APRIL 26, 1960
NEW YORK. —I would like to suggest greater participation by our young Americans in programs that will help countries gaining their independence to function better. This they can do by filling many of the positions opening up in these countries which the new states have not been able to fill themselves because they lack the necessary educated people.
One of my correspondents writes that she heard about a school in Nigeria called the Mayflower Secondary School for Boys—an institution patterned after American public schools—and she immediately tried to help.
This is not a mission school. It is a secular institution founded by Tai Solarian, a Nigerian, and his English-born wife. They began with 70 students in 1956 and had more than 400 enrolled last year.
The school is still growing rapidly because of its excellent program of study and because it has been able to get help not only from many Americans, but from many Europeans, especially from Switzerland, where many persons had heard of the program.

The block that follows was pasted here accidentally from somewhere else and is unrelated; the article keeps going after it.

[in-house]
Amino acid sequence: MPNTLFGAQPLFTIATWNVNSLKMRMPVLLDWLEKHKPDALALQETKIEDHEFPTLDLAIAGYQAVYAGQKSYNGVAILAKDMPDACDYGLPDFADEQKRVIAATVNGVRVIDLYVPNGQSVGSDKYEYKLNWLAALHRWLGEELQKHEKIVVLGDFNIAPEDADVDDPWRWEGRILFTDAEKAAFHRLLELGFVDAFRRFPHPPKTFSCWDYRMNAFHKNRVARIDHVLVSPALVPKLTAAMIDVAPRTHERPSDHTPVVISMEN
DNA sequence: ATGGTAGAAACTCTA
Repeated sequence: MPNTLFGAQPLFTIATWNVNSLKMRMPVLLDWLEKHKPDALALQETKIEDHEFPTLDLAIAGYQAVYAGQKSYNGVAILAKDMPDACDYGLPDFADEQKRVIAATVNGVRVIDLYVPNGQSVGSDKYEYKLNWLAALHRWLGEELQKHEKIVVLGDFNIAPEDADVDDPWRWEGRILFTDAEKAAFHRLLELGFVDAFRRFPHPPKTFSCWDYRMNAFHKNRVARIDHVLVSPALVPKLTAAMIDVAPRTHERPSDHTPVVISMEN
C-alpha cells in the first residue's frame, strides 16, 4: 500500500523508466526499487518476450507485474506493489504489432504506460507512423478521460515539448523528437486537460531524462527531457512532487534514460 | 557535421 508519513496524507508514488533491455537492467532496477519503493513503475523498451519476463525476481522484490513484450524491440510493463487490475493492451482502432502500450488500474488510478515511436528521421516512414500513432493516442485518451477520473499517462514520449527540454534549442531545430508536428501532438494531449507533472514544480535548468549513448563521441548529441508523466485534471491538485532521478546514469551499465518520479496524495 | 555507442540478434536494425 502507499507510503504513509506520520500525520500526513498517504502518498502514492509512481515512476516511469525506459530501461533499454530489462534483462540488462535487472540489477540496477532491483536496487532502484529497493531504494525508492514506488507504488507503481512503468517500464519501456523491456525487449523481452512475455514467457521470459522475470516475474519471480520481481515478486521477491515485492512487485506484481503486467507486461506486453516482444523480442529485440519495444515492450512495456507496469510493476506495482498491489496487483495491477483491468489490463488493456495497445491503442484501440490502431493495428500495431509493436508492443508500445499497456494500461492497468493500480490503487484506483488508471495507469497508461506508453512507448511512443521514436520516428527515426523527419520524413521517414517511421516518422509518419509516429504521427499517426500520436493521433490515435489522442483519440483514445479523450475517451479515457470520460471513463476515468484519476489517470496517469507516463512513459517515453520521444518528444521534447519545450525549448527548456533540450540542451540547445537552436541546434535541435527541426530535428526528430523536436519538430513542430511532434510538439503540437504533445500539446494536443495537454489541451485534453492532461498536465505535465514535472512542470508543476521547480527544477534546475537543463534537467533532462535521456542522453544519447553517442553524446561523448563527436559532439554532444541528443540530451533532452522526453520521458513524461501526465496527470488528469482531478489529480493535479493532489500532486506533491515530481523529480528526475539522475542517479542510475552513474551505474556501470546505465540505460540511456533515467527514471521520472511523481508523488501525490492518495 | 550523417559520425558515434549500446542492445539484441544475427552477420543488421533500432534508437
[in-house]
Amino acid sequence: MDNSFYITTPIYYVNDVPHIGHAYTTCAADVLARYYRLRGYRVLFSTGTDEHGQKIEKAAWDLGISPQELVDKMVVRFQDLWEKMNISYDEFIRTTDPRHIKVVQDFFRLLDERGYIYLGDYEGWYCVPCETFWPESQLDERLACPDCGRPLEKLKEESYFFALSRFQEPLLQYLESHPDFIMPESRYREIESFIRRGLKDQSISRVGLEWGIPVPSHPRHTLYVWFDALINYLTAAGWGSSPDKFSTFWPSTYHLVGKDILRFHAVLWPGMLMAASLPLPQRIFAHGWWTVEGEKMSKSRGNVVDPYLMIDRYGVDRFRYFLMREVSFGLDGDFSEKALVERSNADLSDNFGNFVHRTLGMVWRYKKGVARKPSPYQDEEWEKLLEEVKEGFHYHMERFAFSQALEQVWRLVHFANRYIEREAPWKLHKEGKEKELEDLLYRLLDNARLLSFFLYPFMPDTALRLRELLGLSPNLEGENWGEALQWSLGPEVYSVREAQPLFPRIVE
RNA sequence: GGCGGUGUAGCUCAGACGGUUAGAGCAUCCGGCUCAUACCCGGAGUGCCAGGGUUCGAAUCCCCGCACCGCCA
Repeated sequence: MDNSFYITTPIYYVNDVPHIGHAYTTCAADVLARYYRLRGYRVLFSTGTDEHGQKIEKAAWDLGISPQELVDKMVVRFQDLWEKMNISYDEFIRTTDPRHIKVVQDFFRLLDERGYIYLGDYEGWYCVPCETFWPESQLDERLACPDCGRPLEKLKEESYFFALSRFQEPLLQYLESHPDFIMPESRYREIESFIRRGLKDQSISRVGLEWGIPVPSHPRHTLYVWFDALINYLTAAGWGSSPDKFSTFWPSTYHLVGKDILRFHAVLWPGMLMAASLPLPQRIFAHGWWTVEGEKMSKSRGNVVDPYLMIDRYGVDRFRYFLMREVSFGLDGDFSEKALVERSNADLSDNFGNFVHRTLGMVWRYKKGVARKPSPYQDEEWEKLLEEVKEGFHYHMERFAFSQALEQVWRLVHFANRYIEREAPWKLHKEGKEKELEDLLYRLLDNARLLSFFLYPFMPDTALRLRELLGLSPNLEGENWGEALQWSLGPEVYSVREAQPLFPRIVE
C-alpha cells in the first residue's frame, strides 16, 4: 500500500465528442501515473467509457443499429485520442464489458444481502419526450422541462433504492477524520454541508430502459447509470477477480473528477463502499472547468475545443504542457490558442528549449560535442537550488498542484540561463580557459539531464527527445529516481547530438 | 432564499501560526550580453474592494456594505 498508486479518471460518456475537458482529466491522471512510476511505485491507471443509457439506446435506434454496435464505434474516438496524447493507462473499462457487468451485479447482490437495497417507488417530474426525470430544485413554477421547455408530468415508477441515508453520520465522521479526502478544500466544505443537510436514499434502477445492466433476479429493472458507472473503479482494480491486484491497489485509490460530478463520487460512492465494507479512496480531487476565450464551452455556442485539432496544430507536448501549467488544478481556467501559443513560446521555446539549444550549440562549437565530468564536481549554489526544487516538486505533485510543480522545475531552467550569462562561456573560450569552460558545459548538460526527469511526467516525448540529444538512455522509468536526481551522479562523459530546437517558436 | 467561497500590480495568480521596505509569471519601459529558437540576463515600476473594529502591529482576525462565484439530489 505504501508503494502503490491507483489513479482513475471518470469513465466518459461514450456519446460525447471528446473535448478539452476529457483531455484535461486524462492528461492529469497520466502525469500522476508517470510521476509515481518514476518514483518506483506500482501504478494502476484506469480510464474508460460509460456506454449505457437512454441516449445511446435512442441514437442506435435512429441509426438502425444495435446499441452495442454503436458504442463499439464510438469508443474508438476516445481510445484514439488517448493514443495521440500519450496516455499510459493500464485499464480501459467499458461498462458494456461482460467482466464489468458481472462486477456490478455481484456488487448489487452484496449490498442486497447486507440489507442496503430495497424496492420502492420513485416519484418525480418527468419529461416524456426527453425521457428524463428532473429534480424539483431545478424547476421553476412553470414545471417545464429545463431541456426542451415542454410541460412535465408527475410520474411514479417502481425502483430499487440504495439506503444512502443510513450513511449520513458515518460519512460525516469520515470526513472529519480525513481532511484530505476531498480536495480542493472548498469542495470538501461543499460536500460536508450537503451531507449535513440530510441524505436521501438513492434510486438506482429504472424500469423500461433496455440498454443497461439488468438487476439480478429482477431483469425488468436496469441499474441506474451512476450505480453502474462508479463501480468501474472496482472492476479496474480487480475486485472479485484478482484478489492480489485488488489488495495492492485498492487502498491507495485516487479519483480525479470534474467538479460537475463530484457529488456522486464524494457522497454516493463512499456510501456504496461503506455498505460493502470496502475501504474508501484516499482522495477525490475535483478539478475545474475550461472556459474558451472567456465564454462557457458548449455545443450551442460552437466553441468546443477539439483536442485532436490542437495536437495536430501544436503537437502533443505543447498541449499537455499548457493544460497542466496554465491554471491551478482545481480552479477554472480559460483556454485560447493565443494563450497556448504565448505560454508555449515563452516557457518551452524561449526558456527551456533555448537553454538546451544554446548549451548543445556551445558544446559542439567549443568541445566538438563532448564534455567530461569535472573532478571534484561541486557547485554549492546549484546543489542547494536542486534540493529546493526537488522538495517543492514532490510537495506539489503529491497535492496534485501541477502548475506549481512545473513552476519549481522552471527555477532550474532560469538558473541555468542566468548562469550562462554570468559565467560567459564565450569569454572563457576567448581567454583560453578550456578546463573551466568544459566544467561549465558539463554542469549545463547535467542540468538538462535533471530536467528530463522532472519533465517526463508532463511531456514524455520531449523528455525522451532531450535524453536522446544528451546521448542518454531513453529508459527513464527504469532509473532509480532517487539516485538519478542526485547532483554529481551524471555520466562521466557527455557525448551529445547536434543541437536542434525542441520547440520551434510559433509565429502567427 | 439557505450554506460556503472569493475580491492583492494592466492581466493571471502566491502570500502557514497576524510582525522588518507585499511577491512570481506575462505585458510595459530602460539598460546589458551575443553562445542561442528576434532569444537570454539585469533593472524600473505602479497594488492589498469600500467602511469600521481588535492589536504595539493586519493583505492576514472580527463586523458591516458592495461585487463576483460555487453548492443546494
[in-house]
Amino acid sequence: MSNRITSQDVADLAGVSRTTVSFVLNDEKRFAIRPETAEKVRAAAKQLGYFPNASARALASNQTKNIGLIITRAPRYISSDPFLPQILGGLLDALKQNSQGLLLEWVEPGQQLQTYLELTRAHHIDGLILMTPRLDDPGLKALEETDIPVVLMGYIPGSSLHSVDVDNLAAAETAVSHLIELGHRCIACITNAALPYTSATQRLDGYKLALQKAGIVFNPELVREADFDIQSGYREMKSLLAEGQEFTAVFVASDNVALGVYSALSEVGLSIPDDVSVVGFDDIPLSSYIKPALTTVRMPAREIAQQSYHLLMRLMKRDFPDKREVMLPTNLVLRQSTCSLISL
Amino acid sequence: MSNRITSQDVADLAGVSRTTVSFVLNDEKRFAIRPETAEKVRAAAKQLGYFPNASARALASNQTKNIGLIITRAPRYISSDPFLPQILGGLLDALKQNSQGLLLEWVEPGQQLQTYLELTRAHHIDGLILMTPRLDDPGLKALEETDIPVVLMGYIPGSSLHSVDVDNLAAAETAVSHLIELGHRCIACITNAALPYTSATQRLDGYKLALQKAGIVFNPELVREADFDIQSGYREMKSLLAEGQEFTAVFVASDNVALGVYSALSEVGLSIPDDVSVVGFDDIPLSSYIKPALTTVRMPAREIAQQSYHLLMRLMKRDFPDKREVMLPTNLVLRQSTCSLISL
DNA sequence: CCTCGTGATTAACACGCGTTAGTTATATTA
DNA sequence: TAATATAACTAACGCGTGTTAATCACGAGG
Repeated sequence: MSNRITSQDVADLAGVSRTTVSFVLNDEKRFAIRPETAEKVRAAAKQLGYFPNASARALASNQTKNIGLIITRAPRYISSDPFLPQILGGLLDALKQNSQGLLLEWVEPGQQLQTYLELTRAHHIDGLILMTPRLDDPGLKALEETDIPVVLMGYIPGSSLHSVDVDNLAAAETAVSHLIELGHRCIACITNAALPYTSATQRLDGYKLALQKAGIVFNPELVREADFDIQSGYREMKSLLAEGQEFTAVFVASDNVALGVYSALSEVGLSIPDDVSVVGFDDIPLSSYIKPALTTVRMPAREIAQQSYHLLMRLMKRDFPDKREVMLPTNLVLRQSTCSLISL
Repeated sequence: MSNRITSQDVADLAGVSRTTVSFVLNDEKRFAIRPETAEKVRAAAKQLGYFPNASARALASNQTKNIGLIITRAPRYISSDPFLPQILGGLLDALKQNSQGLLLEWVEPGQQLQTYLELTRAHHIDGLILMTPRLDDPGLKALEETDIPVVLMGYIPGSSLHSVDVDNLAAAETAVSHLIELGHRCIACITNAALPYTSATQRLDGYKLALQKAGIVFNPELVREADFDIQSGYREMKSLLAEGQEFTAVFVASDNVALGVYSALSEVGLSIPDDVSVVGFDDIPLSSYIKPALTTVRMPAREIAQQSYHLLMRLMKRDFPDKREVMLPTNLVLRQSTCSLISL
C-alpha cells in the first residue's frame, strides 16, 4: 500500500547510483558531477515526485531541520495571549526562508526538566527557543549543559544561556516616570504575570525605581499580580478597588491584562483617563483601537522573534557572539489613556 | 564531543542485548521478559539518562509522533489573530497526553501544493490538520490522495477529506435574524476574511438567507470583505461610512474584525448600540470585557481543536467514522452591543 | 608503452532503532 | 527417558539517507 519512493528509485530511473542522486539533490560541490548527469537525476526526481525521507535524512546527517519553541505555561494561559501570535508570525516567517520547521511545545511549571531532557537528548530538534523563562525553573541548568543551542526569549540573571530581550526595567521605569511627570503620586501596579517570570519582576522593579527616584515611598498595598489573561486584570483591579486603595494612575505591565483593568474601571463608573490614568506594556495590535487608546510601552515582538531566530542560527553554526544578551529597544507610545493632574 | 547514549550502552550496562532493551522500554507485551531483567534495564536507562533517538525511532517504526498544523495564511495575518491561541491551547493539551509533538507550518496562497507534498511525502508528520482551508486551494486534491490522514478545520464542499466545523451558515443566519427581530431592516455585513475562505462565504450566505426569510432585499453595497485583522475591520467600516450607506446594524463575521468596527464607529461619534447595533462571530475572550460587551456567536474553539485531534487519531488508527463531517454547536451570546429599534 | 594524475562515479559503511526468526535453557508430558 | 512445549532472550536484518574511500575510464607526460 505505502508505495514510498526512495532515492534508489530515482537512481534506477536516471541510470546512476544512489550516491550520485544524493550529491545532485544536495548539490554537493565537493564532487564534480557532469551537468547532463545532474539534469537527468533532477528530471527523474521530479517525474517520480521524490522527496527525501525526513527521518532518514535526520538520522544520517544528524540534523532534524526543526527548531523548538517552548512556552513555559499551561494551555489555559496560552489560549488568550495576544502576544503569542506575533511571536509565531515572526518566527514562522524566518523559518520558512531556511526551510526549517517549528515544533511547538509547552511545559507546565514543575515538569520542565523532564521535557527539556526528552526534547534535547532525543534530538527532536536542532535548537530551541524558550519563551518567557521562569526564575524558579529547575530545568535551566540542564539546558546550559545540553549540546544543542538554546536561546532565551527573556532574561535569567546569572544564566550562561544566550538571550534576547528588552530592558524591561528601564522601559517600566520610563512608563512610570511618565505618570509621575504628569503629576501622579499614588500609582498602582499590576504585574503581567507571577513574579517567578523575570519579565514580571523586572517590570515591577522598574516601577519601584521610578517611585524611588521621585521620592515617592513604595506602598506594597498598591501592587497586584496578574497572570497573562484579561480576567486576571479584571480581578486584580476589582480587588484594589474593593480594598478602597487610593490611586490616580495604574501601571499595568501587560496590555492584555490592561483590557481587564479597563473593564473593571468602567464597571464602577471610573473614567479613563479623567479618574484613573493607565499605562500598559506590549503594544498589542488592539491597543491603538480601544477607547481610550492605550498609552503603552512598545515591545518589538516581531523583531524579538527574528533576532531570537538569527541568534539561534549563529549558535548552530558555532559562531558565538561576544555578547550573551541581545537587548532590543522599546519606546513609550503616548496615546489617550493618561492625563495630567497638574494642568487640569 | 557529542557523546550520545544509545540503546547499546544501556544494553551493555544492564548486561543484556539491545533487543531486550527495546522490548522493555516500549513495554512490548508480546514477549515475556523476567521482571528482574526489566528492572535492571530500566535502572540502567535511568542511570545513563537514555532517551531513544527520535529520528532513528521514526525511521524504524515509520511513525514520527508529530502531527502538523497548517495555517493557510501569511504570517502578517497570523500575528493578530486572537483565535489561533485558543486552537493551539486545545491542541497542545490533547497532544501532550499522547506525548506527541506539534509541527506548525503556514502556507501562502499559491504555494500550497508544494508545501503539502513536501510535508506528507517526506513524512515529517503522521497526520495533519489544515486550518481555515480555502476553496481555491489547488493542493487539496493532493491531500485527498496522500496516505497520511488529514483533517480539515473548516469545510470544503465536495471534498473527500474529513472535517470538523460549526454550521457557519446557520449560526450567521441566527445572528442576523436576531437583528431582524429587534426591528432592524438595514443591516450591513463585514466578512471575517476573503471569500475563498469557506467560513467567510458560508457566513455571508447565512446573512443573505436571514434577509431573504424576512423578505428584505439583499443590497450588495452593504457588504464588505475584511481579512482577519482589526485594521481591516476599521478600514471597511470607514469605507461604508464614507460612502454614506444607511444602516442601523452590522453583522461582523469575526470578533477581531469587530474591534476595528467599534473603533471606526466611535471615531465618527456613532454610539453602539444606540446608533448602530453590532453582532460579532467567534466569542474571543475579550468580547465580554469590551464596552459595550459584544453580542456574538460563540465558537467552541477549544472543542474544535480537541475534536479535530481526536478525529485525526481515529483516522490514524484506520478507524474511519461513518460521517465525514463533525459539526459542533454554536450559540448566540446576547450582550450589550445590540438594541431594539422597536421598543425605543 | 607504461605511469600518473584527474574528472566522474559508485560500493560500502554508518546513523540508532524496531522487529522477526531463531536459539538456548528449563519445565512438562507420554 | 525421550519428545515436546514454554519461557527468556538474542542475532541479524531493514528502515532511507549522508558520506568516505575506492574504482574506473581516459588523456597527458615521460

My correspondent says that she visited the school in 1958 and was much impressed by what was being done there. The visit also made her deeply aware of the need for help in the U.S. Information Agency's library in Ibaden.
This library, she says, is a good one, but it had to curtail its services because of lack of funds. With a little voluntary help from individuals, this would not have been necessary, and it should not be necessary in a growing country like Nigeria.
Actor Ralph Bellamy has sent me a statement from the Actors Equity Association concerning that group's negotiations with the League of New York Theatres. Since there are 11,000 members in Equity, I read the statement with a good deal of interest.
Negotiations started April 15 and an agreement is still far from completion, but I hope the League of New York Theatres will see fit to work out a satisfactory arrangement with the actors, since the two groups have always had good relations.
Most important of the requests made by Equity is a pension plan. An ample and practical pension seems to be a necessity for our artists. Equity then asks an extension of welfare provisions, and improved salaries and working conditions.
What Equity says is, I believe, quite true—that its members must be given safe and sanitary conditions backstage. They feel that conditions in New York should set a standard for other theatres in which they perform on the road and the Equity should protect its members from poor conditions that now exist.